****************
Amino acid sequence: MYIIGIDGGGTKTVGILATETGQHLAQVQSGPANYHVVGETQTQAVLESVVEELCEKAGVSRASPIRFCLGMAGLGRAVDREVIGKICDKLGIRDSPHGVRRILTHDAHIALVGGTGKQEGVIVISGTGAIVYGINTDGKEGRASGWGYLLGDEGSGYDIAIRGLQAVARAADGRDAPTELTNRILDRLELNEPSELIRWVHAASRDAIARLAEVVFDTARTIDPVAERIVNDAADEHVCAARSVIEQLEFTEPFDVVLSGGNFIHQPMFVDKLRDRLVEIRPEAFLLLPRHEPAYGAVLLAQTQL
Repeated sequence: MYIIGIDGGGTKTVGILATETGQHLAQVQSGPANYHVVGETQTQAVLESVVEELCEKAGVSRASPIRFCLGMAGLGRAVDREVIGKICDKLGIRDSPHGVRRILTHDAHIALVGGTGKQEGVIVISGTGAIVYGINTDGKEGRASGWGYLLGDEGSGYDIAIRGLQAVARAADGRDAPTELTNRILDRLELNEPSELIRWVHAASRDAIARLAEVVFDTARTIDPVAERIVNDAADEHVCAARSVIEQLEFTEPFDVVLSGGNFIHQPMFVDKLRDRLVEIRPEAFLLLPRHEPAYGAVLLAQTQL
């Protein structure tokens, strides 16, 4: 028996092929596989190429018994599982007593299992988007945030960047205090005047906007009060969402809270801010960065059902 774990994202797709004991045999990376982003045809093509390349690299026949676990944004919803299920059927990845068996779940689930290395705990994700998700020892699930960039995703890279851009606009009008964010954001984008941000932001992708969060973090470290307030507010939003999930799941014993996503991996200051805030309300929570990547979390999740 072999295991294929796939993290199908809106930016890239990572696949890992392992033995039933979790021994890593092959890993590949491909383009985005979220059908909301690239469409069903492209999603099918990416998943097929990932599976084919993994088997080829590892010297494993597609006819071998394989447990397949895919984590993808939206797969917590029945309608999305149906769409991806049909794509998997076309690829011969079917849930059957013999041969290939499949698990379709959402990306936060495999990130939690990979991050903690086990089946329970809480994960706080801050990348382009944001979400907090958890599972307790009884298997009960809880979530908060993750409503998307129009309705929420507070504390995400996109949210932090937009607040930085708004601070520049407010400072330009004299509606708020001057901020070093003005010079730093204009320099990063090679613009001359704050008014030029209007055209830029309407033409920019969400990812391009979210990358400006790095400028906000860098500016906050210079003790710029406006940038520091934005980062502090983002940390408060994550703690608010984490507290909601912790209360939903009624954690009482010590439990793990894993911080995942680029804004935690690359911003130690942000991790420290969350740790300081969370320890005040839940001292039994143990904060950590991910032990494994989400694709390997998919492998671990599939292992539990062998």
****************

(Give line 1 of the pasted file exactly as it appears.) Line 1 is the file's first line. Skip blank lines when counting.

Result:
Amino acid sequence: MYIIGIDGGGTKTVGILATETGQHLAQVQSGPANYHVVGETQTQAVLESVVEELCEKAGVSRASPIRFCLGMAGLGRAVDREVIGKICDKLGIRDSPHGVRRILTHDAHIALVGGTGKQEGVIVISGTGAIVYGINTDGKEGRASGWGYLLGDEGSGYDIAIRGLQAVARAADGRDAPTELTNRILDRLELNEPSELIRWVHAASRDAIARLAEVVFDTARTIDPVAERIVNDAADEHVCAARSVIEQLEFTEPFDVVLSGGNFIHQPMFVDKLRDRLVEIRPEAFLLLPRHEPAYGAVLLAQTQL